We have enough freshwater to meet our needs but it is being wasted due to poor management. We cannot save this water due to a scarcity of dams. Specialists and experts are of the view that dams are the only solution to the growing threat of water shortage. Recently, while briefing the Senate Standing Committee on Water Resources, Chairman WAPDA emphasized on the building of mega dams to increase the country’s water capacity and also called for setting a price for water. Pakistan hasn’t built new dams since the 1960s. The governments, whether military or civilian, have never thought of making new dams for storing water in order to manage water crisis.


Water crisis is a ticking bomb that could go off any time in the near future. The unfolding disaster is an existential threat – one much more threatening than terrorism — and needs a firm political commitment, innovation and long-term planning with clearly defined, short-term objectives.

Expert Opinion on Kalabagh Dam

Shamsul Mulk

Former Chairman WAPDA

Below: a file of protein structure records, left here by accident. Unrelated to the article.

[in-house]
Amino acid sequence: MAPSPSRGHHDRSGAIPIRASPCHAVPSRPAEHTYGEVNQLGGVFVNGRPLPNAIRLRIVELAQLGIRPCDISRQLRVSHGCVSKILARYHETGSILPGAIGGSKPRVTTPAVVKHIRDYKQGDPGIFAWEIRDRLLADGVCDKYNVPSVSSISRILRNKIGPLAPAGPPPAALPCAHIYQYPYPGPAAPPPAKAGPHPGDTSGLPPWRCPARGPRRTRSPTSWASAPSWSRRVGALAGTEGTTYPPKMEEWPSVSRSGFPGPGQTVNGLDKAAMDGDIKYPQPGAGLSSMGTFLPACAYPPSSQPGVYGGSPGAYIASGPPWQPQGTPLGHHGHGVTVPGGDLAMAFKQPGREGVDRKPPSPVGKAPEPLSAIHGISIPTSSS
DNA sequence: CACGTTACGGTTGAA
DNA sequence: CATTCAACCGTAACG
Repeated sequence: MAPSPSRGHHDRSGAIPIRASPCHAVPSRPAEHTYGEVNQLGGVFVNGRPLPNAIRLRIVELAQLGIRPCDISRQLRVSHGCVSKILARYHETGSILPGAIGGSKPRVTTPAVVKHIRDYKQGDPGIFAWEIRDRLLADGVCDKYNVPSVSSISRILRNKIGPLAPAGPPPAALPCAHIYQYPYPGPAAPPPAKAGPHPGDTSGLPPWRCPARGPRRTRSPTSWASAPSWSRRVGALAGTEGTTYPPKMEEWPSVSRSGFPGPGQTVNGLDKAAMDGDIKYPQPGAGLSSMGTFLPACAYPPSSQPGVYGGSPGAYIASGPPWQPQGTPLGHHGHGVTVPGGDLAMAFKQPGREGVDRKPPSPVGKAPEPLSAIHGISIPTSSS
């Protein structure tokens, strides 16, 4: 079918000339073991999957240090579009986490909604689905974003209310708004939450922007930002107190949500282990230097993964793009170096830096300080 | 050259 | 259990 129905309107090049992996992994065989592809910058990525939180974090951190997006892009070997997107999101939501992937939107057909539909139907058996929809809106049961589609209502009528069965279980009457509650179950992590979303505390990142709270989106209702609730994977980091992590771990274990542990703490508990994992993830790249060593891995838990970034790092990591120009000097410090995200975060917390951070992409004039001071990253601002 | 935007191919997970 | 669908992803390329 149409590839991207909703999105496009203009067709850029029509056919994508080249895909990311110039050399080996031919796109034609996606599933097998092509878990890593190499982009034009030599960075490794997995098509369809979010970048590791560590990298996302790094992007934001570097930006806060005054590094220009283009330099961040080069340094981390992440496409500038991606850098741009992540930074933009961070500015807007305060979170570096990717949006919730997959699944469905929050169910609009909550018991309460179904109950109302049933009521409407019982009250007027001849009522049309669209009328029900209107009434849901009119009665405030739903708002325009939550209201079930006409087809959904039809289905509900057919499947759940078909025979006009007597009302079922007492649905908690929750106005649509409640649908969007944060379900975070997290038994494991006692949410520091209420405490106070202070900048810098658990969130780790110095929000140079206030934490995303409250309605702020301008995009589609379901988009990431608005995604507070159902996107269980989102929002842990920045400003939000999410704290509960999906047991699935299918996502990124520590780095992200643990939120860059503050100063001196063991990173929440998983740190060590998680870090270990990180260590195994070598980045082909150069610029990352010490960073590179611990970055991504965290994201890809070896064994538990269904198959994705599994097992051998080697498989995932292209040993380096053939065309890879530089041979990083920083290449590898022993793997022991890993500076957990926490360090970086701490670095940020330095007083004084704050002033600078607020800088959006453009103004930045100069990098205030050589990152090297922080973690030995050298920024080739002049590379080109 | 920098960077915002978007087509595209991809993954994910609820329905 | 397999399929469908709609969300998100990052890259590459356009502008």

The construction of new hydel dams, including Kalabagh dam, were vital to control massive loss of water during monsoon and to meet growing energy and agricultural needs of the ever increasing population of the water starved country. Dams are necessary to feed increasing population, increase the cultivation area, boost industrial output and to save the country from becoming a desert. China and India had built 22,000 and 4500 small, medium and big dams respectively, but Pakistan had comparatively constructed very little number of dams despite having huge water potential stretched from Himalya mountains to Karakoram and Hindu Kush regions. The Worsening Water CrisisPakistan can face a major water crisis if we did not construct hydel dams including Kalabagh and Diamir Bhasha by 2025. The reservations being raised by some quarters regarding drowning of Nowshera, Charsadda, Swabi, Mardan and Peshawar districts after construction of Kalabagh dam were not based on facts and ground realities.